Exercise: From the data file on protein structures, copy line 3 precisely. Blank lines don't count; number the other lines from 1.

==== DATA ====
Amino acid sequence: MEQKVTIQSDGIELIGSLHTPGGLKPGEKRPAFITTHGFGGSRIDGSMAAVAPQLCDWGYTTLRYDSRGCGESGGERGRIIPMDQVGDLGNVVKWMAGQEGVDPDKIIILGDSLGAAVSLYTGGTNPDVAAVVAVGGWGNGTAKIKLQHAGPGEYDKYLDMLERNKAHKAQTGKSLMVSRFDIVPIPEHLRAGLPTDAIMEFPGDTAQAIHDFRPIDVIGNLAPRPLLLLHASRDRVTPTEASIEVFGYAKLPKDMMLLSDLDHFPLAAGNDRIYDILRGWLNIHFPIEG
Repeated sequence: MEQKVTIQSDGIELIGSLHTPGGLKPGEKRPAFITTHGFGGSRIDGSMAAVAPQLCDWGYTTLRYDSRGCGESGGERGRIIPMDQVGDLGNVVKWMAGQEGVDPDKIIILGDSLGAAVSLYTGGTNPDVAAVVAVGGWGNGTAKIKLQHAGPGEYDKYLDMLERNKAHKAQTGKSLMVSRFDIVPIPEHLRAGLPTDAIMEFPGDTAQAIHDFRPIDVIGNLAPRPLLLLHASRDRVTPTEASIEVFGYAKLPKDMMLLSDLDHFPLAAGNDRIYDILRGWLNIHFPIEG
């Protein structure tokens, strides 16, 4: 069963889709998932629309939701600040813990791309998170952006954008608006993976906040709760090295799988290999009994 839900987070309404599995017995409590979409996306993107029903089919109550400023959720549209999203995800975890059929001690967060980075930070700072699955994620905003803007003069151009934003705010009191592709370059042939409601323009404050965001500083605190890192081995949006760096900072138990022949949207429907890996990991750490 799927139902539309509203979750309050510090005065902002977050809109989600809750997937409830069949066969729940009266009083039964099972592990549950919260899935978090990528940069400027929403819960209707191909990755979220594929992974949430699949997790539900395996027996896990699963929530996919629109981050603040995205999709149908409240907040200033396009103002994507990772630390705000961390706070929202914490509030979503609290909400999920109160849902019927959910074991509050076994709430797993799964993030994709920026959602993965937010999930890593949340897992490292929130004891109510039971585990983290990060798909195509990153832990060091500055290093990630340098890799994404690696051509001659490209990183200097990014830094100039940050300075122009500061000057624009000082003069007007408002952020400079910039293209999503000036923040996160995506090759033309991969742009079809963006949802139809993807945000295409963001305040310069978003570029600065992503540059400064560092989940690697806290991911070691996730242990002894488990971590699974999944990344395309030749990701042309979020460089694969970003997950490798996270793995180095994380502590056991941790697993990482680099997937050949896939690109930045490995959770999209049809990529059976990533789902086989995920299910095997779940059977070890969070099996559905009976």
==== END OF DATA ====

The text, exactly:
């Protein structure tokens, strides 16, 4: 069963889709998932629309939701600040813990791309998170952006954008608006993976906040709760090295799988290999009994 839900987070309404599995017995409590979409996306993107029903089919109550400023959720549209999203995800975890059929001690967060980075930070700072699955994620905003803007003069151009934003705010009191592709370059042939409601323009404050965001500083605190890192081995949006760096900072138990022949949207429907890996990991750490 799927139902539309509203979750309050510090005065902002977050809109989600809750997937409830069949066969729940009266009083039964099972592990549950919260899935978090990528940069400027929403819960209707191909990755979220594929992974949430699949997790539900395996027996896990699963929530996919629109981050603040995205999709149908409240907040200033396009103002994507990772630390705000961390706070929202914490509030979503609290909400999920109160849902019927959910074991509050076994709430797993799964993030994709920026959602993965937010999930890593949340897992490292929130004891109510039971585990983290990060798909195509990153832990060091500055290093990630340098890799994404690696051509001659490209990183200097990014830094100039940050300075122009500061000057624009000082003069007007408002952020400079910039293209999503000036923040996160995506090759033309991969742009079809963006949802139809993807945000295409963001305040310069978003570029600065992503540059400064560092989940690697806290991911070691996730242990002894488990971590699974999944990344395309030749990701042309979020460089694969970003997950490798996270793995180095994380502590056991941790697993990482680099997937050949896939690109930045490995959770999209049809990529059976990533789902086989995920299910095997779940059977070890969070099996559905009976």